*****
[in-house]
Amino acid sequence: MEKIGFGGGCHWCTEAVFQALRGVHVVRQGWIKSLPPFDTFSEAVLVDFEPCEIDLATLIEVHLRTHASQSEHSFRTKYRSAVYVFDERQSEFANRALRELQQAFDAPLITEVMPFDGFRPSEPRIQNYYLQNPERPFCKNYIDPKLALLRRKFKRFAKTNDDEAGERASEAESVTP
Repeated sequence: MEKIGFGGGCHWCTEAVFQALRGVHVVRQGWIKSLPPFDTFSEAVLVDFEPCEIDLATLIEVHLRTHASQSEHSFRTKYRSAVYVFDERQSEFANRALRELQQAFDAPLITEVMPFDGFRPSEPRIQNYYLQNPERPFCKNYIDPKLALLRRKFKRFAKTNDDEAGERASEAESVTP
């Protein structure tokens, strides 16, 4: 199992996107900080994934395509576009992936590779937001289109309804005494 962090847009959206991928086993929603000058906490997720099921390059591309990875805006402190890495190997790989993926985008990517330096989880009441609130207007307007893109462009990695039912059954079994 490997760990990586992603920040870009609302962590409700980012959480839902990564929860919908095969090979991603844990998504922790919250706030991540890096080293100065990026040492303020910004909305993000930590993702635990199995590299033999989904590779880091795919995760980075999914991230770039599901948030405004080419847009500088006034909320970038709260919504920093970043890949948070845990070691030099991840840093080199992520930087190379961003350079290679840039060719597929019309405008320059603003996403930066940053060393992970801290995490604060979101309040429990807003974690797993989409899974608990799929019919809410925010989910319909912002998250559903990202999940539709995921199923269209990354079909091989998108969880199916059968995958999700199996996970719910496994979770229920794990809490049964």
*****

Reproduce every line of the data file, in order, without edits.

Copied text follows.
[in-house]
Amino acid sequence: MEKIGFGGGCHWCTEAVFQALRGVHVVRQGWIKSLPPFDTFSEAVLVDFEPCEIDLATLIEVHLRTHASQSEHSFRTKYRSAVYVFDERQSEFANRALRELQQAFDAPLITEVMPFDGFRPSEPRIQNYYLQNPERPFCKNYIDPKLALLRRKFKRFAKTNDDEAGERASEAESVTP
Repeated sequence: MEKIGFGGGCHWCTEAVFQALRGVHVVRQGWIKSLPPFDTFSEAVLVDFEPCEIDLATLIEVHLRTHASQSEHSFRTKYRSAVYVFDERQSEFANRALRELQQAFDAPLITEVMPFDGFRPSEPRIQNYYLQNPERPFCKNYIDPKLALLRRKFKRFAKTNDDEAGERASEAESVTP
């Protein structure tokens, strides 16, 4: 199992996107900080994934395509576009992936590779937001289109309804005494 962090847009959206991928086993929603000058906490997720099921390059591309990875805006402190890495190997790989993926985008990517330096989880009441609130207007307007893109462009990695039912059954079994 490997760990990586992603920040870009609302962590409700980012959480839902990564929860919908095969090979991603844990998504922790919250706030991540890096080293100065990026040492303020910004909305993000930590993702635990199995590299033999989904590779880091795919995760980075999914991230770039599901948030405004080419847009500088006034909320970038709260919504920093970043890949948070845990070691030099991840840093080199992520930087190379961003350079290679840039060719597929019309405008320059603003996403930066940053060393992970801290995490604060979101309040429990807003974690797993989409899974608990799929019919809410925010989910319909912002998250559903990202999940539709995921199923269209990354079909091989998108969880199916059968995958999700199996996970719910496994979770229920794990809490049964």